Bonnie Blodgett: Prune, shear, prod, appreciate

2021-04-17 09:58:15 –

Did you break the record high heat record a week ago or two weeks ago? Since then, it has been raining a lot and it is approaching below freezing.

Bonnie Brodget

Rain is welcome, but I’m worried about the cold. How can I prevent fragile shoots, swollen leaves and flower buds from quivering like I do?

In that regard, why is it okay for my baby chick, less than two months old, to live in a loft above the garage with a 100 watt light bulb without heat?

Young’uns have been moving a lot lately. First I moved from my kitchen to an outdoor orchid attached to the chicken coop, then to the ground floor of the garage, and just a few days ago to the loft on the second floor. I needed a place to stay while my friend was looking for a house, so I’ve been banking with me ever since my friend moved his family to a big house.

I said yes during the warm spell I mentioned earlier.

It was difficult to adapt to temperatures just below freezing, but it was also refreshing.

As long as you have a heating pad between your toes and a dog that is loyal to your back, winter camps will be fun.

Moreover, whether it feels like it or not … Spring is here and the plants don’t care what the temperature is.

What’s on the to-do list?

Well, everything. In descending order of importance …

Pruning must be one of the tasks. This is a window of opportunity (but closes soon) to cut out dead trees and improve the shape of trees and shrubs that have just emerged from dormancy.

Mowing crochet protects them from heavy snowfall that can damage the branches. It’s time for them to grow anew. Do not cut into dead trees. Otherwise, pruning what the new growth comes from.

Similarly, pine and spruce. These produce a cluster of needles called candles that can be cut back or completely removed to keep the plant in size.

Putting so-called dwarfs, such as Blue Globe Spruce, under control often means removing the candle before it is fully formed. Again, if you cut too deeply, you’ll have ugly bald areas that won’t heal.

Of course, I learned this in a difficult way.

A few years ago, I planted three blue-earth spruce at regular intervals along the retaining wall in the vestibule.

Fast forward for 10 years. “Dwarf” has transformed into an adolescent youth.

I did because pruning at this point was to slaughter them.

As a result, they have long lost orderly uniformity. Instead, with my encouragement, they developed a horizontal branching habit that fits well with that of Japanese larch along the same wall.

At least I think so.

Needless to say, conifers claimed as dwarfs can only deceive you for that long.

My new shape of the blue earth spruce shines more light on all the needles and tells me that the shrubs will prevent innocent passers-by from the sidewalks into the streets.

The harsh cold of February made me worried about all the trees I planted and replanted last fall.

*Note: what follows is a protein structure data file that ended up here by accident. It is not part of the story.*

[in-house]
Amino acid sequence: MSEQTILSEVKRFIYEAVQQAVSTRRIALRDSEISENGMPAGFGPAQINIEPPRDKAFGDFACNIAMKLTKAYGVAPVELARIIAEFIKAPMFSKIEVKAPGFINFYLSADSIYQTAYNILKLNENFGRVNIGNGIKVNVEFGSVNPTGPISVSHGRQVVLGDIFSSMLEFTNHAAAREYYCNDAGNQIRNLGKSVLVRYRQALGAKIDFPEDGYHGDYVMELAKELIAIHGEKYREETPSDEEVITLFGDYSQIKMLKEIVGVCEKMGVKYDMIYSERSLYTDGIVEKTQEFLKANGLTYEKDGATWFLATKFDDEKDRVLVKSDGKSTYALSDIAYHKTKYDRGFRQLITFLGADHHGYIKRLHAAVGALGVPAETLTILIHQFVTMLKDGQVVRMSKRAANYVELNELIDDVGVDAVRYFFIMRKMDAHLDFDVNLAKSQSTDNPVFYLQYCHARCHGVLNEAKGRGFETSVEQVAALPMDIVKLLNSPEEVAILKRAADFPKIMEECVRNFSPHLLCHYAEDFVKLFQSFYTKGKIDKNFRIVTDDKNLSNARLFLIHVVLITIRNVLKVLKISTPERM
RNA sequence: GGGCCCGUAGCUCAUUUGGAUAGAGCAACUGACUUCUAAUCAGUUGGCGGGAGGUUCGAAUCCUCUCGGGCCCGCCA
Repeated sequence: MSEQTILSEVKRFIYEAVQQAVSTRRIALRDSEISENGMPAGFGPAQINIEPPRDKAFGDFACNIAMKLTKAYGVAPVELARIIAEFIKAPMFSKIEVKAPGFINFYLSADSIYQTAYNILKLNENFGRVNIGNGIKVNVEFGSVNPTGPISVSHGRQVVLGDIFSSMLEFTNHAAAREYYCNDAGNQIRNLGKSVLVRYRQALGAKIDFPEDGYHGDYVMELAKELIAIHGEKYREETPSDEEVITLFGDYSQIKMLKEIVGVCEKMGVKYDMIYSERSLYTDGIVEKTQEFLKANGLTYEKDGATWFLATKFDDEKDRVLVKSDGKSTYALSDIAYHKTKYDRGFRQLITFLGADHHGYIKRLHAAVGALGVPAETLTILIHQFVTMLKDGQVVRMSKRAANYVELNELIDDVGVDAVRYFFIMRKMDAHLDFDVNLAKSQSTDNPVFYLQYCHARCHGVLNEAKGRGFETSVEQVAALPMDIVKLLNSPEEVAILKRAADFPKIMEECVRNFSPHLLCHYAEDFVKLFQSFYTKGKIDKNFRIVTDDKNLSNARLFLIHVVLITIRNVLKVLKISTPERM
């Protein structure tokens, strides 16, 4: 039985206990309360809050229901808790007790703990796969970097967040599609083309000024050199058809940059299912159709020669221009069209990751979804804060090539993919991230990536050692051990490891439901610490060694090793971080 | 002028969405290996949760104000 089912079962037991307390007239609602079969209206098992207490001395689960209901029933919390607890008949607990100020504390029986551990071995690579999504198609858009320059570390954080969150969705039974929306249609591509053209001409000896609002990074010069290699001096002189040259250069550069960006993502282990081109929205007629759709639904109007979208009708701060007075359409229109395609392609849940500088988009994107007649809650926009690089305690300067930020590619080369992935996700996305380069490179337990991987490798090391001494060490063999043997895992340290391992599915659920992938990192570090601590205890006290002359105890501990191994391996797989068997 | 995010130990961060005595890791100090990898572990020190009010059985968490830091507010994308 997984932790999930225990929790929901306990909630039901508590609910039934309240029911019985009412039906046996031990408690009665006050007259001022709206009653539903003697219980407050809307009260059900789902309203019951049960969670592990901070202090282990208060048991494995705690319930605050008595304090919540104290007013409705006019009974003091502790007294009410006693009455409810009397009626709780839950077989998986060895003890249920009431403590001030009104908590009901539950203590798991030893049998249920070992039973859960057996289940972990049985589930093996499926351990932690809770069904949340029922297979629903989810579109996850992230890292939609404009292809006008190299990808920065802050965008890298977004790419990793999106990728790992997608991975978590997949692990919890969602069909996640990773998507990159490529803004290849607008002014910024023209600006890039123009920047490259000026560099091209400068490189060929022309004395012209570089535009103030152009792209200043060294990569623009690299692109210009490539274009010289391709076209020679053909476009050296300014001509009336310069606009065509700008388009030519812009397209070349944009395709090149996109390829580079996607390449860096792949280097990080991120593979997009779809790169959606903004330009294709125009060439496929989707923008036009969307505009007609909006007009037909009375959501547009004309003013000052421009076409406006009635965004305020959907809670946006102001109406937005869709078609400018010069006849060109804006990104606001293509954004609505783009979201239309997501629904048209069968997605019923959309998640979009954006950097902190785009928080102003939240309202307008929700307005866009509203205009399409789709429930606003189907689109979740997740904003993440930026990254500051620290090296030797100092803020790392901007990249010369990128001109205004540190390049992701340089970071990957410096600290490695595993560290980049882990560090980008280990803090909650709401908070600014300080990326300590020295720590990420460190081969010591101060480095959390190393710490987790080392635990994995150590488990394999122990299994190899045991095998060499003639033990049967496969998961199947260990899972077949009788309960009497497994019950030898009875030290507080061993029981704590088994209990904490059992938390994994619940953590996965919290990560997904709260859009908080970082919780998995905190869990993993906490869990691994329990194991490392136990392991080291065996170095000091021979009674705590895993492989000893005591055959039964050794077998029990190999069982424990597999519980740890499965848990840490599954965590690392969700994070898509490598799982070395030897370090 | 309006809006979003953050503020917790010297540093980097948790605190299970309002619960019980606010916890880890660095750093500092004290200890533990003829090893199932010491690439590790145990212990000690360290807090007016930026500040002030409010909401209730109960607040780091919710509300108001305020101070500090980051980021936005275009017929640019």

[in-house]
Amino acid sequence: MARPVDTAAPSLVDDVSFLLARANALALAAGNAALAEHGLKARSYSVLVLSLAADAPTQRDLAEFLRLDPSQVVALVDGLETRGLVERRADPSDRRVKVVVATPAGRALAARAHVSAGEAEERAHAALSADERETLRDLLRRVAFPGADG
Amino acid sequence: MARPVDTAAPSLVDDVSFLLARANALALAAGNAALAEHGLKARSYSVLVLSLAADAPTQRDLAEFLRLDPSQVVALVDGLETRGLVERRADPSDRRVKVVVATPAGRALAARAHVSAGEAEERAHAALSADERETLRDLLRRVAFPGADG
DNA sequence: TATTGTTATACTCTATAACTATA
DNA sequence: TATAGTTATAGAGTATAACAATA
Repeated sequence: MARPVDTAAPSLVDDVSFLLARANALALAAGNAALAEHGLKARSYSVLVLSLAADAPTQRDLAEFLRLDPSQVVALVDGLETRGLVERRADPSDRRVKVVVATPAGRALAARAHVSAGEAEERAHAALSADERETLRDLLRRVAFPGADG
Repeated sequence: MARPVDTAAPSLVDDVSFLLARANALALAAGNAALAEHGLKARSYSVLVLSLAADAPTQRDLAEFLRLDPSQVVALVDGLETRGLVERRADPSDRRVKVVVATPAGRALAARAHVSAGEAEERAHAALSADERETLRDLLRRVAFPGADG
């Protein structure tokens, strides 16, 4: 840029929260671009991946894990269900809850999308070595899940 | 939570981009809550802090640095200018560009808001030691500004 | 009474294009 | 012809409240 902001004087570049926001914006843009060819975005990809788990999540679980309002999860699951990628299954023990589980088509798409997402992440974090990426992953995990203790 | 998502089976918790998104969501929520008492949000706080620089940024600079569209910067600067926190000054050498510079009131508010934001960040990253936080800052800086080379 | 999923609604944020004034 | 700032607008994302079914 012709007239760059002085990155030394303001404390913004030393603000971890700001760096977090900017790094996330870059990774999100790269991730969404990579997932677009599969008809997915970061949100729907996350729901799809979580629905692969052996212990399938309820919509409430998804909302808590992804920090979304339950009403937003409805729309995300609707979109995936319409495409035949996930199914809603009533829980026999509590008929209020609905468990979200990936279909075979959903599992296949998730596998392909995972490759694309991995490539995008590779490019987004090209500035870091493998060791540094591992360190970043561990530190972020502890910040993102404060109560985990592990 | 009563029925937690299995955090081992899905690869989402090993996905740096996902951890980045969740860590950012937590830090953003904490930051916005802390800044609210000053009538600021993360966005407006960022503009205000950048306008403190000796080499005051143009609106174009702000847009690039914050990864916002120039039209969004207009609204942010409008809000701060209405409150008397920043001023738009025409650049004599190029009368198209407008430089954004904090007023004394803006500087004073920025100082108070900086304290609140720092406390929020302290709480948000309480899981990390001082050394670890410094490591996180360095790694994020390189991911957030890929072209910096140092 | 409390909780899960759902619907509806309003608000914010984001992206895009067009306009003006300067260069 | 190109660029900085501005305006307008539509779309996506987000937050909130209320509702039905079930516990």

I refer to 12 feet high Linden and Elm, Japanese Katsura and PeeGee Hydrangea.

I haven’t mentioned the three columnar eastern white pine trees I dug. It turned out to be about one-third the size needed to accommodate the giant rootball of a tree that a wise driver saw what I did and refused to deliver. Owned a bobcat Is not …

Later I made a lot of apologies (my, not him), I said I would start over in the spring.

So, on a seemingly summery day in early April, I drove to Buckman’s wholesale nursery in Farmington and tried to create an instant privacy screen along the west side of the backyard, where utility poles were approaching.

Joel, the head-tree man, set aside a small version of the eastern white pine that Bobcat needed to plant.

The pine was perfect, but still too big for my trailer. Instead, I chose three fully formed columnar DeGroot arborvitaes.

Joel agreed that these are better choices (will grow under the old bar oak) given that DeGroots will be a bit shaded. It is also advisable to start small plants so that they can adapt to what they are waiting for.

All this activity not only keeps me warm in cold, rainy weather, but also at my favorite time, surrounded by old companions who were positive that I would never come back (as usual). Keeped me in my favorite place in the world.

It’s great to see hosta sticking out the roots of the leaves as if they were new. The Virginia Bluebell, planted by my grandmother decades ago, is beginning to show flower buds with bright pale green lumps at ankle height.

Tulips and daffodils are rising. But of all the spring bulbs, the best of this spring is not in my garden, but across the street.

They are Schiller, also known as Sibericalis. They belong to my neighbor and their front yard looks like a lake in the north. That blue. Thanks to Schiller’s blue.

The woman who planted them died in winter. The new owner of her house and garden wanted a proper lawn.

Sadly for them, even plowing the ground and starting the lawn with seeds instead of the lawn couldn’t get rid of Schiller.

The garden is still blue, and the lawn is a small wreckage of what was once lush.

I don’t know if I feel sorry for the wasted effort of the new owner or if I’m pleased with this amazing display of natural elasticity like a planted woman. She was a dear friend.

I think both are okay.

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